Would you pay nearly 400-dollars for an airplane ride that lands right back where you boarded? The Experimental Aircraft Association is traveling the country this summer showcasing “Aluminum Overcast” -one of the few of the famous B-17 Flying Fortress Bombers still in flying condition. “Aluminum Overcast” arrived at the Ankeny Regional Airport Thursday morning to give members of the media a preview of this weekend’s show.
Pilot David Mann is one of 10 E-A-A pilots trained in flying the B-17. He says you’ll have to be seated for takeoff but when it’s in the air you can get up and go into the bombardier’s position, the navigator’s spot, go stand behind the pilots and look out the bomb bay, sit in the radio operator’s room or sit where the wait-gunners were. “The only place you can’t really go on the airplane is in the tail-gunner’s position.”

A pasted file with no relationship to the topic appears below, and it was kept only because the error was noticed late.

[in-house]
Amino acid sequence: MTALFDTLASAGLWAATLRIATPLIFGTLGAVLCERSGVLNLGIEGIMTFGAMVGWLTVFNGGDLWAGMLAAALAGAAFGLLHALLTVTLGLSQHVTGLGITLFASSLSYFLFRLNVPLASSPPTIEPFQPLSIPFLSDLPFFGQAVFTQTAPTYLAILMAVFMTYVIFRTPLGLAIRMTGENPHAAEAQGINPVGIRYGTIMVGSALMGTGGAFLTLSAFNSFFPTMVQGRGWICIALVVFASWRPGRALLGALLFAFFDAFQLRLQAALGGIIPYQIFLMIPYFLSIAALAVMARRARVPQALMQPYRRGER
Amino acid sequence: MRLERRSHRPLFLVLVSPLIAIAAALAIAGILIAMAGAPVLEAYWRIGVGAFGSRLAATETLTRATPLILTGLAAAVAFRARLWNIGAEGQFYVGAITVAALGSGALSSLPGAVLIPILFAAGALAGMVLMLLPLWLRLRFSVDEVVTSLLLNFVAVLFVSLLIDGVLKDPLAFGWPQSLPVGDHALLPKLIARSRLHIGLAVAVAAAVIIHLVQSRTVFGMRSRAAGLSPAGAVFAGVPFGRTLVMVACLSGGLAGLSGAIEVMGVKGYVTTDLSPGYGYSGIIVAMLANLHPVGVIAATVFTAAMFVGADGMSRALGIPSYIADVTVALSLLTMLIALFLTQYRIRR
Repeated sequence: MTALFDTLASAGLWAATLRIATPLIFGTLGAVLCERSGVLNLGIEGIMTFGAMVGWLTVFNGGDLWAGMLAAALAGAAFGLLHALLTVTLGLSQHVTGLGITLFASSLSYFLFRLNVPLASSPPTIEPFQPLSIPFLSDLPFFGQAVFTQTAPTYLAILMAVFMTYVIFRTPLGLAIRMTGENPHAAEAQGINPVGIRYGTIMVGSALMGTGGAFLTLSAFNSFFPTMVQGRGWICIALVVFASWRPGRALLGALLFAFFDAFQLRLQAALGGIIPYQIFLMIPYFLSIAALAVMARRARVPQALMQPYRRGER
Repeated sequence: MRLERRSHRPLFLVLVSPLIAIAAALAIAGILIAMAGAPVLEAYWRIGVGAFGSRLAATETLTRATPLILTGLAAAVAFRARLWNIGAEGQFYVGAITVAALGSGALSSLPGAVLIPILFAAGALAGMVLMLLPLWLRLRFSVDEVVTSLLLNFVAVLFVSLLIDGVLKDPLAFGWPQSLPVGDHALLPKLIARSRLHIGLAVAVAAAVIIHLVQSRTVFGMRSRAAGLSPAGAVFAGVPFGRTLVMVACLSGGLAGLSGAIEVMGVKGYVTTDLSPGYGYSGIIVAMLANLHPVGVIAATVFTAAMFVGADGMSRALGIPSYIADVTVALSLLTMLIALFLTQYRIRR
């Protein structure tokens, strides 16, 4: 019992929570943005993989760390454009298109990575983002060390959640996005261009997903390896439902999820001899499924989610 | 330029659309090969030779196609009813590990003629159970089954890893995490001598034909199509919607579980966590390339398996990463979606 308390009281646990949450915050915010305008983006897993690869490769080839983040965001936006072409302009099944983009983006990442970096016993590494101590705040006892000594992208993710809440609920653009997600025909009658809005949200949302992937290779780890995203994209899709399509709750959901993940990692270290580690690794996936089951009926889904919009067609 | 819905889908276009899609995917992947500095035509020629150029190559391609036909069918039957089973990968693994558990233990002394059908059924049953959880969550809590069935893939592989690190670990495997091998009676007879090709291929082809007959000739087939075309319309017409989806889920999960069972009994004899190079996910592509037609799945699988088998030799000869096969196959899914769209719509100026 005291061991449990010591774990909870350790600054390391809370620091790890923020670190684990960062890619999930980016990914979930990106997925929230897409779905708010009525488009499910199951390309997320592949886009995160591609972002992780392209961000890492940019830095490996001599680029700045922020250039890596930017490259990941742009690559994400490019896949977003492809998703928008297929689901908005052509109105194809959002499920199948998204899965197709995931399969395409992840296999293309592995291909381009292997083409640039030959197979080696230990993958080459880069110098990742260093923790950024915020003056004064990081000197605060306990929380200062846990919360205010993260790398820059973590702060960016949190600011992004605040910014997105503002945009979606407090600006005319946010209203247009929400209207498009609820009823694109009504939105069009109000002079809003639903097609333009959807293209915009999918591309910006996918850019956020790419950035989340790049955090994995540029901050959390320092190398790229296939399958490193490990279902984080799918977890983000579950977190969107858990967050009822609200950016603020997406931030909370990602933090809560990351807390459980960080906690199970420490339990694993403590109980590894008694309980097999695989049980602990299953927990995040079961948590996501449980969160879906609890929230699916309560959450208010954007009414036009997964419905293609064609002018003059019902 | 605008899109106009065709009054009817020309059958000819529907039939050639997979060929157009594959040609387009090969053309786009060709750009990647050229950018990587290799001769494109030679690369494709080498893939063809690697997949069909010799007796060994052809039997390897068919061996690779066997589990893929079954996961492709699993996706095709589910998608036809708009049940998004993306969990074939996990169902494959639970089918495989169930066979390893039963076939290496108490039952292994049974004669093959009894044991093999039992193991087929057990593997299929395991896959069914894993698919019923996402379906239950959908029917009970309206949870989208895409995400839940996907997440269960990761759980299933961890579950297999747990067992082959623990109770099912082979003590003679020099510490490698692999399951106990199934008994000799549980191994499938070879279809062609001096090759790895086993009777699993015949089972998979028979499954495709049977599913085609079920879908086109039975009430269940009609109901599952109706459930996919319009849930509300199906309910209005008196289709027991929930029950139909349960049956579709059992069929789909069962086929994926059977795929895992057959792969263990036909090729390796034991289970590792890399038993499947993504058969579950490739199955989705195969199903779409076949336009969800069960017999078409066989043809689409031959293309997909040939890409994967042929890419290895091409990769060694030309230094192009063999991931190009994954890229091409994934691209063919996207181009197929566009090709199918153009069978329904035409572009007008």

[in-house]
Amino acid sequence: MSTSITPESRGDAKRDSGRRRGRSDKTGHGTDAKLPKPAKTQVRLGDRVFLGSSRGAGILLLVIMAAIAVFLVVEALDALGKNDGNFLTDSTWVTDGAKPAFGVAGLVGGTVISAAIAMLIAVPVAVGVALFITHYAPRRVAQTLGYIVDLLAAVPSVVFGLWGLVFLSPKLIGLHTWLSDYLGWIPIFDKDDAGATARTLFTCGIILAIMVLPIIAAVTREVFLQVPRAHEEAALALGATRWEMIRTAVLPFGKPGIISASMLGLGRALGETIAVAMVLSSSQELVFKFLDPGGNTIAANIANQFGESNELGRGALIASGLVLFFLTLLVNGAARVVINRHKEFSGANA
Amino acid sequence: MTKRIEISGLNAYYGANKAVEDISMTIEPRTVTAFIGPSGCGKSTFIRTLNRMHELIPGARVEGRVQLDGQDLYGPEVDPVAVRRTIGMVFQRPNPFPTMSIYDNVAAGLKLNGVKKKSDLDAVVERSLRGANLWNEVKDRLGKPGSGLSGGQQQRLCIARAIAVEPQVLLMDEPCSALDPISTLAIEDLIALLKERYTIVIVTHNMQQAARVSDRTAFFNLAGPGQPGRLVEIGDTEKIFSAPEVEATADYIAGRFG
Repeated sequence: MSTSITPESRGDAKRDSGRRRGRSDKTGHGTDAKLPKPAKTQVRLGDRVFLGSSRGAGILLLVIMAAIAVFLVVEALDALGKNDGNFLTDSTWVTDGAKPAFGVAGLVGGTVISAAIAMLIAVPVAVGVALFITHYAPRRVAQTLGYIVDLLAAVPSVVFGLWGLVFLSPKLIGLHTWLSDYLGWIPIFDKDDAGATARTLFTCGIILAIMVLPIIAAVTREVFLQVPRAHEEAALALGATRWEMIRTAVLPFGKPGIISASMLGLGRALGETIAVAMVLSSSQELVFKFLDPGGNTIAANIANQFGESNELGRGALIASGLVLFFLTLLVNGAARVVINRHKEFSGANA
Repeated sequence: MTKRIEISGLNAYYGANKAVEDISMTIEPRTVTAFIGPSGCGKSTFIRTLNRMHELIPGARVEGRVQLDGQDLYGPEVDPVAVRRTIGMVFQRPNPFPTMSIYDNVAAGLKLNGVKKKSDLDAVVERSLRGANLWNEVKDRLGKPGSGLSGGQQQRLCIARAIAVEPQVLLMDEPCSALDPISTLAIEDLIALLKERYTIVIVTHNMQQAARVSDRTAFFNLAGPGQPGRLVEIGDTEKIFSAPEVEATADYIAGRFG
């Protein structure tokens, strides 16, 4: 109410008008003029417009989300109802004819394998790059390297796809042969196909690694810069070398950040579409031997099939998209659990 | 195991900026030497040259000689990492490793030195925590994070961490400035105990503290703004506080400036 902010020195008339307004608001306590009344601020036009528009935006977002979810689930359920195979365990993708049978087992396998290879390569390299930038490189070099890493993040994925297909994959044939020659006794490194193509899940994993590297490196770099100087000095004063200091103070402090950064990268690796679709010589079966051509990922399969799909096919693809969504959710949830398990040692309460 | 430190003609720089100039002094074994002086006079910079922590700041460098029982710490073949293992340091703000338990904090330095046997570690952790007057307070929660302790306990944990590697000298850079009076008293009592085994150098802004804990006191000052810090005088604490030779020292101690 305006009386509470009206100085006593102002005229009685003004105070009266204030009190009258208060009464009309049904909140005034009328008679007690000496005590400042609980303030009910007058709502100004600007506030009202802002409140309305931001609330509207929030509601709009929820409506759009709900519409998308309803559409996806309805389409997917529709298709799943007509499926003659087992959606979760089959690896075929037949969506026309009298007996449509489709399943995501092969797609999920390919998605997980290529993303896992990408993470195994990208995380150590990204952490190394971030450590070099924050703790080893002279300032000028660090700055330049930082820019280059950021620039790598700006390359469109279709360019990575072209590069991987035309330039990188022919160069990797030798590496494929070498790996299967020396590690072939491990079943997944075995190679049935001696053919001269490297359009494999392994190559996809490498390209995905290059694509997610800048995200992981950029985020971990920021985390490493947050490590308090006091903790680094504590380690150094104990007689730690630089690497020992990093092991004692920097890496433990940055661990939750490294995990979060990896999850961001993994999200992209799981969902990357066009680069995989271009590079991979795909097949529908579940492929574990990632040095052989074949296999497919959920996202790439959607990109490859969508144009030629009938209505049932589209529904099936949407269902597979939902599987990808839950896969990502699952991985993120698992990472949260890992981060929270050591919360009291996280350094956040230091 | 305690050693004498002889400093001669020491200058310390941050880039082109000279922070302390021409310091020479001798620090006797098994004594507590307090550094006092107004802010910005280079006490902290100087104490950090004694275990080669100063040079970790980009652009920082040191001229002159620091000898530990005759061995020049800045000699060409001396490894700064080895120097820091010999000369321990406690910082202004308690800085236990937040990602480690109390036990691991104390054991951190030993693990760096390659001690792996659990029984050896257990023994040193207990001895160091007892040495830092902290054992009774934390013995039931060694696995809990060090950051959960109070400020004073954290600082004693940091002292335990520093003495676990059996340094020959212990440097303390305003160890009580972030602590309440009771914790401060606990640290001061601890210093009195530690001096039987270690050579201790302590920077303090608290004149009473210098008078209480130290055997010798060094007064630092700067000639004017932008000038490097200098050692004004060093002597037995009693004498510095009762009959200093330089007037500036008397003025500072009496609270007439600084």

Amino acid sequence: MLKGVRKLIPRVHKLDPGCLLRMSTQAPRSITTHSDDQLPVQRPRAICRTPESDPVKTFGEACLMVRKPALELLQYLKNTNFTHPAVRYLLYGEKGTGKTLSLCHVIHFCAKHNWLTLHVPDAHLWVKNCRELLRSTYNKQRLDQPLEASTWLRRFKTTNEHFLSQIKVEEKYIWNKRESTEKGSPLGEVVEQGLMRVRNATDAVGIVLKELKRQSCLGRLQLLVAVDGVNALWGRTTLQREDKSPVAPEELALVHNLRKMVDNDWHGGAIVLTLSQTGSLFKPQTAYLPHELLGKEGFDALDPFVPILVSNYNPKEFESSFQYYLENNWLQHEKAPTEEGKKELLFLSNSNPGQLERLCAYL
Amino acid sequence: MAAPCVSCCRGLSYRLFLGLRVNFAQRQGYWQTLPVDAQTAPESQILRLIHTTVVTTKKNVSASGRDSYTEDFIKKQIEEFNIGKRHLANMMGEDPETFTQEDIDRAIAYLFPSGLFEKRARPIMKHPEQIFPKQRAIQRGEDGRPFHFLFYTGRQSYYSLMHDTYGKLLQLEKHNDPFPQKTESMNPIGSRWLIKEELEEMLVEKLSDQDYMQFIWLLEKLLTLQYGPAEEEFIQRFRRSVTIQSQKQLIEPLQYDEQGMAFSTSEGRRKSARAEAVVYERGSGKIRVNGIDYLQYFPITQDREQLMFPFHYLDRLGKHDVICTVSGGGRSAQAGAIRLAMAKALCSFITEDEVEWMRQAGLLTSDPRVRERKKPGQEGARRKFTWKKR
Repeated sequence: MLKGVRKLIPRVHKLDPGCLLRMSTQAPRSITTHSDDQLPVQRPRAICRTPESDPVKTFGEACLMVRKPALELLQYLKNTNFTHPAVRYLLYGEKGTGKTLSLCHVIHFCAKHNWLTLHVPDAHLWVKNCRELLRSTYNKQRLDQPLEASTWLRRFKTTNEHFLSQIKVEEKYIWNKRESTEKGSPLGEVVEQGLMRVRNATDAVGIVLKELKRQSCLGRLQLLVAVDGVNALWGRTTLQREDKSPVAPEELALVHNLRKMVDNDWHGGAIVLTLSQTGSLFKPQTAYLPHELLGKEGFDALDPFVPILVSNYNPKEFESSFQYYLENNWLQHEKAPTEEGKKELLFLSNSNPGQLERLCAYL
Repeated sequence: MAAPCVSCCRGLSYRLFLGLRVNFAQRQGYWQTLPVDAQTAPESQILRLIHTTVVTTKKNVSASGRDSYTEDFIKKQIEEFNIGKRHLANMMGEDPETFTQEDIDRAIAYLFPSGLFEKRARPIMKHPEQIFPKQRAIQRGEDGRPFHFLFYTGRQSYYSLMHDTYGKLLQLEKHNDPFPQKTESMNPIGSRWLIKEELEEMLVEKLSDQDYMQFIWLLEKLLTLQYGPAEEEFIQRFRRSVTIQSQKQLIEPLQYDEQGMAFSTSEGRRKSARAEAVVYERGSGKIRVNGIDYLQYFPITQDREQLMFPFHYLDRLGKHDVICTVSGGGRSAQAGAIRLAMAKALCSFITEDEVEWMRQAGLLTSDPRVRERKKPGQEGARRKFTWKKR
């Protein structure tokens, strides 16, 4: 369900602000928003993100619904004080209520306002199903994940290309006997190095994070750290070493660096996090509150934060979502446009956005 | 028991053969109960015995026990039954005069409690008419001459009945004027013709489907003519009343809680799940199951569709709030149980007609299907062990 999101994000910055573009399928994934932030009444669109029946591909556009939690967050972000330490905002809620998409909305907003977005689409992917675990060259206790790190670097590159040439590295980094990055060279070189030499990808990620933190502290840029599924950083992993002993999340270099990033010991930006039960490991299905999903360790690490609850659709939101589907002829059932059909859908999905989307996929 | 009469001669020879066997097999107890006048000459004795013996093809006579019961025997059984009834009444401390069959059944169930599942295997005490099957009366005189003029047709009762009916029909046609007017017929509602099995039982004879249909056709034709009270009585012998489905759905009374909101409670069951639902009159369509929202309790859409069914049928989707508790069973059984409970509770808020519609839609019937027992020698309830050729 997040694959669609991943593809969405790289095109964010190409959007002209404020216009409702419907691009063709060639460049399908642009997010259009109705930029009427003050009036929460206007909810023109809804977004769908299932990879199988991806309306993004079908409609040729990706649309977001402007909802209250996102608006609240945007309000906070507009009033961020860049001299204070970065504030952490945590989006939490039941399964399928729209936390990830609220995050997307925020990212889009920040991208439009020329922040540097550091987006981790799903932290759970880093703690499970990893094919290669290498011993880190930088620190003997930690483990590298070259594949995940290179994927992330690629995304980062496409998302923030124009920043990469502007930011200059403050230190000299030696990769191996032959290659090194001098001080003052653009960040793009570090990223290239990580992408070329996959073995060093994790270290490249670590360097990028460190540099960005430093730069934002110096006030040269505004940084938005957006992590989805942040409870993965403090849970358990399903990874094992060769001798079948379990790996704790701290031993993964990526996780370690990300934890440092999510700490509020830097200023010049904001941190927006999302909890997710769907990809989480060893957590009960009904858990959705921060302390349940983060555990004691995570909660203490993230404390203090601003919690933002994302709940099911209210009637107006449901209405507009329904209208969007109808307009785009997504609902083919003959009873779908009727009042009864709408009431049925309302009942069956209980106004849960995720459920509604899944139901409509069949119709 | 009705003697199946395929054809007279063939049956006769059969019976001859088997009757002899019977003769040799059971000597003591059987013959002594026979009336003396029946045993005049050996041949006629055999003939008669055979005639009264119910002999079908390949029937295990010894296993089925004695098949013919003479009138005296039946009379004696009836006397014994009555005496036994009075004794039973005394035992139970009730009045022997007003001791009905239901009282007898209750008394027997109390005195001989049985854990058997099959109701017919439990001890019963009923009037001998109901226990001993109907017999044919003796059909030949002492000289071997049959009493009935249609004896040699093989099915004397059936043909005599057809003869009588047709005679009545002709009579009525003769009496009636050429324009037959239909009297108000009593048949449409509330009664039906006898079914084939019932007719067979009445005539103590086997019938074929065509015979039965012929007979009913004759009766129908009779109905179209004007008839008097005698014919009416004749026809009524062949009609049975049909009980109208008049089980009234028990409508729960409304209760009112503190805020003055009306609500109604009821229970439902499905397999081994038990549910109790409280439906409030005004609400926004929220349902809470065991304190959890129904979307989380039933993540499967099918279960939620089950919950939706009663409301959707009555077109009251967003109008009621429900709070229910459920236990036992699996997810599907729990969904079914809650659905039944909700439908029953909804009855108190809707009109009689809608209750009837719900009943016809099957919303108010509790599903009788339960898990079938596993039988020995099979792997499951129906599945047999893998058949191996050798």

Mann says flying in the aircraft gives an appreciation for what flight crews went through in World War II. He thinks about being in that plane up at 30-thousand feet of altitude, where the temperature averages fifty below zero. “You’re in a thick wool suit, you have to plug in every socket to keep warm, you have to breathe (canned) oxygen, it’s fifty below zero and you’re being shot at!”
Mann still appreciates each flight he does because of the significance of the aircraft. When he first started he was nervous about flying a historical artifact. He says you think about that when you’re coming in on final approach, making sure the pilot gets it back on the ground safe.
The “Aluminum Overcast” was built in 1945, but this plane didn’t see active duty. It was donated to the EAA in 1981 and made its nation tour debut in 1994. They’ll be selling public flights from morning through midafternoon this Friday, Saturday and Sunday.
Related web sites:
Information on B-17 Flights